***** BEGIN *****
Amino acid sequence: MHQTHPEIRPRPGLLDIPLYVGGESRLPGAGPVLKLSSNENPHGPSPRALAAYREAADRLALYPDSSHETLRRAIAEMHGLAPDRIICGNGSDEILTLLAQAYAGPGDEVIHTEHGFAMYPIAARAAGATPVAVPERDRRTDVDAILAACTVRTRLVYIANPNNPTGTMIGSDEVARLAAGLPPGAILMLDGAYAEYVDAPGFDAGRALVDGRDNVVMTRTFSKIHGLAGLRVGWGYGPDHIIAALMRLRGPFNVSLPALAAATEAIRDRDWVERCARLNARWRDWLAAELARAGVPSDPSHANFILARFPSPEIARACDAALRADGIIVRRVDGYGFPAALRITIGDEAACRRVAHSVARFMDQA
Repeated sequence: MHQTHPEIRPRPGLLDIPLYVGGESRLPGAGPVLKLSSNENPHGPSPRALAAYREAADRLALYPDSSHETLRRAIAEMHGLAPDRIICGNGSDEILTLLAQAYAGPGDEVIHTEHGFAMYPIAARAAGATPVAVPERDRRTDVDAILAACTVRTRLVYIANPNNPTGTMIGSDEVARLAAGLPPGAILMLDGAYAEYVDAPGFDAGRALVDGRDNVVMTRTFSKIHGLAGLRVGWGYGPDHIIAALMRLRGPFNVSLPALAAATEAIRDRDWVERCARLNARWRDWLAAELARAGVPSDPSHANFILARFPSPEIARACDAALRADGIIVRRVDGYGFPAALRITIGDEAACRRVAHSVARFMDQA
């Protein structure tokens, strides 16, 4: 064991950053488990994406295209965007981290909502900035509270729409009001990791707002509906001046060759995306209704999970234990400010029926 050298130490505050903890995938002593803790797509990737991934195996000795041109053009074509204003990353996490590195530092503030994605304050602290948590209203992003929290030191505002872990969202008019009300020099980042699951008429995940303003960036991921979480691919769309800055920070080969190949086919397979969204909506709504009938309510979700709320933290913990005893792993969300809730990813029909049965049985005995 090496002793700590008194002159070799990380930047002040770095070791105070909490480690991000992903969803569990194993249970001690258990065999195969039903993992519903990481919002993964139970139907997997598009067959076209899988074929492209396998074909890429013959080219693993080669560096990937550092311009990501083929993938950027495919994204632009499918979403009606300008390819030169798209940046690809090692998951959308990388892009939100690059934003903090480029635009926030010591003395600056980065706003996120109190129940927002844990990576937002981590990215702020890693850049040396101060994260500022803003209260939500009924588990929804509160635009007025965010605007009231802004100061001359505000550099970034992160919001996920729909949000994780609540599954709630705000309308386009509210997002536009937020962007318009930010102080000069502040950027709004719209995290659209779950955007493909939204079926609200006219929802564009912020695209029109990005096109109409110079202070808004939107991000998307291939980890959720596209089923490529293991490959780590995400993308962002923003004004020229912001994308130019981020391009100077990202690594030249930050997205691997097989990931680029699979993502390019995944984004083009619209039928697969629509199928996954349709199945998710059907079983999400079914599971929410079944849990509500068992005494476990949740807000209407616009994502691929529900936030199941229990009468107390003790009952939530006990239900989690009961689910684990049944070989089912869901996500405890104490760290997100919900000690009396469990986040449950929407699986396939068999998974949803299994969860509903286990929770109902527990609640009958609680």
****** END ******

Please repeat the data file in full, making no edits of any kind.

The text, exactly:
Amino acid sequence: MHQTHPEIRPRPGLLDIPLYVGGESRLPGAGPVLKLSSNENPHGPSPRALAAYREAADRLALYPDSSHETLRRAIAEMHGLAPDRIICGNGSDEILTLLAQAYAGPGDEVIHTEHGFAMYPIAARAAGATPVAVPERDRRTDVDAILAACTVRTRLVYIANPNNPTGTMIGSDEVARLAAGLPPGAILMLDGAYAEYVDAPGFDAGRALVDGRDNVVMTRTFSKIHGLAGLRVGWGYGPDHIIAALMRLRGPFNVSLPALAAATEAIRDRDWVERCARLNARWRDWLAAELARAGVPSDPSHANFILARFPSPEIARACDAALRADGIIVRRVDGYGFPAALRITIGDEAACRRVAHSVARFMDQA
Repeated sequence: MHQTHPEIRPRPGLLDIPLYVGGESRLPGAGPVLKLSSNENPHGPSPRALAAYREAADRLALYPDSSHETLRRAIAEMHGLAPDRIICGNGSDEILTLLAQAYAGPGDEVIHTEHGFAMYPIAARAAGATPVAVPERDRRTDVDAILAACTVRTRLVYIANPNNPTGTMIGSDEVARLAAGLPPGAILMLDGAYAEYVDAPGFDAGRALVDGRDNVVMTRTFSKIHGLAGLRVGWGYGPDHIIAALMRLRGPFNVSLPALAAATEAIRDRDWVERCARLNARWRDWLAAELARAGVPSDPSHANFILARFPSPEIARACDAALRADGIIVRRVDGYGFPAALRITIGDEAACRRVAHSVARFMDQA
């Protein structure tokens, strides 16, 4: 064991950053488990994406295209965007981290909502900035509270729409009001990791707002509906001046060759995306209704999970234990400010029926 050298130490505050903890995938002593803790797509990737991934195996000795041109053009074509204003990353996490590195530092503030994605304050602290948590209203992003929290030191505002872990969202008019009300020099980042699951008429995940303003960036991921979480691919769309800055920070080969190949086919397979969204909506709504009938309510979700709320933290913990005893792993969300809730990813029909049965049985005995 090496002793700590008194002159070799990380930047002040770095070791105070909490480690991000992903969803569990194993249970001690258990065999195969039903993992519903990481919002993964139970139907997997598009067959076209899988074929492209396998074909890429013959080219693993080669560096990937550092311009990501083929993938950027495919994204632009499918979403009606300008390819030169798209940046690809090692998951959308990388892009939100690059934003903090480029635009926030010591003395600056980065706003996120109190129940927002844990990576937002981590990215702020890693850049040396101060994260500022803003209260939500009924588990929804509160635009007025965010605007009231802004100061001359505000550099970034992160919001996920729909949000994780609540599954709630705000309308386009509210997002536009937020962007318009930010102080000069502040950027709004719209995290659209779950955007493909939204079926609200006219929802564009912020695209029109990005096109109409110079202070808004939107991000998307291939980890959720596209089923490529293991490959780590995400993308962002923003004004020229912001994308130019981020391009100077990202690594030249930050997205691997097989990931680029699979993502390019995944984004083009619209039928697969629509199928996954349709199945998710059907079983999400079914599971929410079944849990509500068992005494476990949740807000209407616009994502691929529900936030199941229990009468107390003790009952939530006990239900989690009961689910684990049944070989089912869901996500405890104490760290997100919900000690009396469990986040449950929407699986396939068999998974949803299994969860509903286990929770109902527990609640009958609680």